Belfast Harbor
Review and History

Belfast Harbor is the seat of Waldo County in the State of Maine. Lying on the shores of the Passagassawakeag River where it meets Penobscot Bay, Belfast Harbor is about 32 nautical miles (45 kilometers or 28 miles by air) southwest of Bangor. Belfast Harbor is also about 175 nautical miles (288 kilometers or 179 miles by air) northeast of Boston, Massachusetts.

Named after Belfast, Ireland, Belfast Harbor was an active seaport during the era of sailing ships. Today, Belfast Harbor is popular with pleasure boaters. Its important industries include sardine fishing and processing, light manufacturing, and tourism. In 2010, almost 6700 people lived in Belfast Harbor.

Port History

People have inhabited Maine and parts of Maritime Canada for as long ago as 11 thousand years. When Europeans arrived, the Penobscot Nation populated the area that would become Belfast Harbor. Living on plentiful natural resources, the Penobscot followed their food sources from season to season.

Their first contacts with Europeans came when fur traders arrived in Belfast Harbor. As the European settlers populated the area, they depleted the natural resources upon which the Penobscot depended. In addition, they gave alcohol to the indigenous people, taking advantage of them when they drank it. Before that, though, the Europeans brought diseases that had almost decimated the Penobscots.

By the 1670s, the Penobscot territory around the future Belfast Harbor area was being settled by French and English colonists. The Penobscots sided with the French during the French and Indian War. They also fought with the Patriots during the American Revolution, but this did not improve their fortunes.

The Penobscots entered into treaties trying to keep some of their lands, but they were not able to enforce the treaties. Waves of settlers continued to flood the area of Belfast Harbor. By the early 19th Century, most of their lands had been taken by the settlers, and the Penobscots lived on reservations as wards of the State of Maine.

In the early 1700s, Boston's General Samuel Waldo bought rights to the Belfast Harbor land. In 1759, Waldo died. His heirs sold the land to 35 Scots-Irish settlers from Londonderry, New Hampshire, who quickly named the area Belfast Harbor after the city in Ireland.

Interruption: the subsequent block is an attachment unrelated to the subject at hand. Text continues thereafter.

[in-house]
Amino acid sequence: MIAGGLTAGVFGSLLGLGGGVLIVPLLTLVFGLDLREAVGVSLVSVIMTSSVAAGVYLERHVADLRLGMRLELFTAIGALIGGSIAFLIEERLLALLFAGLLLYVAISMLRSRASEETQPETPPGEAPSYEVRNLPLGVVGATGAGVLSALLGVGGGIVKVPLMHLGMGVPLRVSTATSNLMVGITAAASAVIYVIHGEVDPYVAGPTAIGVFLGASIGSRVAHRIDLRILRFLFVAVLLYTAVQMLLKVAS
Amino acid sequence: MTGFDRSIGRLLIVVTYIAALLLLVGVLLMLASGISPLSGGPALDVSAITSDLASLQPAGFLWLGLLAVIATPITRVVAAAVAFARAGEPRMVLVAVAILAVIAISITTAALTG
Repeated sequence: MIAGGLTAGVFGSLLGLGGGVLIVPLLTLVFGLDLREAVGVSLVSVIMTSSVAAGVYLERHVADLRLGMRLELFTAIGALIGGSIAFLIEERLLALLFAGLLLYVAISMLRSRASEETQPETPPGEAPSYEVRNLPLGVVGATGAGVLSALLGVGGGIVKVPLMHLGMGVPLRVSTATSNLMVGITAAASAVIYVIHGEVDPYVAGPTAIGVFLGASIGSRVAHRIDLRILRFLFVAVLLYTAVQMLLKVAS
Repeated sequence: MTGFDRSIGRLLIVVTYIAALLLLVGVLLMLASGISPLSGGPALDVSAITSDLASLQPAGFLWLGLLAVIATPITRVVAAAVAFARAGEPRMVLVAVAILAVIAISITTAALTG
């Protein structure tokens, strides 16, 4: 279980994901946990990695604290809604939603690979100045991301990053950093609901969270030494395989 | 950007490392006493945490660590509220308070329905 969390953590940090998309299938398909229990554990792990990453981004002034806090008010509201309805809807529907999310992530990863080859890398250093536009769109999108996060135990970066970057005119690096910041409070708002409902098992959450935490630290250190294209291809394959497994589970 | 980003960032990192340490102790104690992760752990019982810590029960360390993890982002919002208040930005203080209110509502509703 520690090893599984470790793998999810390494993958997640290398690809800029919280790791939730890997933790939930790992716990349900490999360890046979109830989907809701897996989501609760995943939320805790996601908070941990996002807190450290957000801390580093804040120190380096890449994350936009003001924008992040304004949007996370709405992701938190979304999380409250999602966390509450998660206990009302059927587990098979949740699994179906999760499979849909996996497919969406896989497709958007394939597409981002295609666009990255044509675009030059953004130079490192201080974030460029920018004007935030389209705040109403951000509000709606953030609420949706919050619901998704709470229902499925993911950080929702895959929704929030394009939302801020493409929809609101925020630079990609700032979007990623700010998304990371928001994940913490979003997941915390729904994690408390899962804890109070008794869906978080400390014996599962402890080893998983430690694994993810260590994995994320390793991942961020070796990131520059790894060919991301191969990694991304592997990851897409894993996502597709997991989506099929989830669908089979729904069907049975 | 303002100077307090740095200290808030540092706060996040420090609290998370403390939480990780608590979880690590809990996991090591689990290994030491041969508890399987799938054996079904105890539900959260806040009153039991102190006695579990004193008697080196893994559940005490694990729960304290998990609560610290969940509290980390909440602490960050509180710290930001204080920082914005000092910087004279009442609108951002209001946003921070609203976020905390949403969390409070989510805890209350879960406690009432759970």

Belfast Harbor was incorporated as a town in 1773, but the new landowners all but abandoned the small community when the British occupied the area. In 1779, the British burned Belfast Harbor. During the War of 1812, the British held Belfast Harbor for five days in 1814.

Residents rebuilt the seaport, and Belfast Harbor prospered. By 1827, Belfast Harbor was an official port of entry and the seat of Waldo County. In 1853, Belfast Harbor was incorporated as a city, becoming Maine's eighth city. Before long, it was an important ship-building center. As the ship-builders prospered, they built mansions in the Italianate, Greek Revival, and Federal styles for which Belfast Harbor became known.

In 1871, Belfast Harbor's Belfast and Moosehead Lake Railroad was connected to the Maine Central Railroad 53 kilometers (33 miles) inland in Burnham. The line's passenger service continued to operate until 1960, and all operations stopped in 2005 when the main yard was dismantled. In 2011, the grounds were occupied by Belfast Harbor's Front Street Shipyard.

By the early 20th Century, wooden ships were no longer in demand, but the local economy refocused on seafood when refrigeration became practical. Belfast Harbor provided sardine, herring, scallop, lobster, and mackerel to big markets in New York and Boston.

After World War II, the poultry industry drove Belfast Harbor's economy. Two large processors were located there, and the Broiler Festival became a popular summer attraction. The 1970s nationwide recession devastated the industry and the town's economy. Throughout the 1960s to the 1980s, many residents left seeking work elsewhere. As the exodus continued, young college graduates and artists began to move in.

In the 1990s, credit-card titan MBNA located a big facility in Belfast Harbor, and the company played a major role in getting the University of Maine's Hutchinson Center into the town. MBNA created jobs that boosted Belfast Harbor's population.

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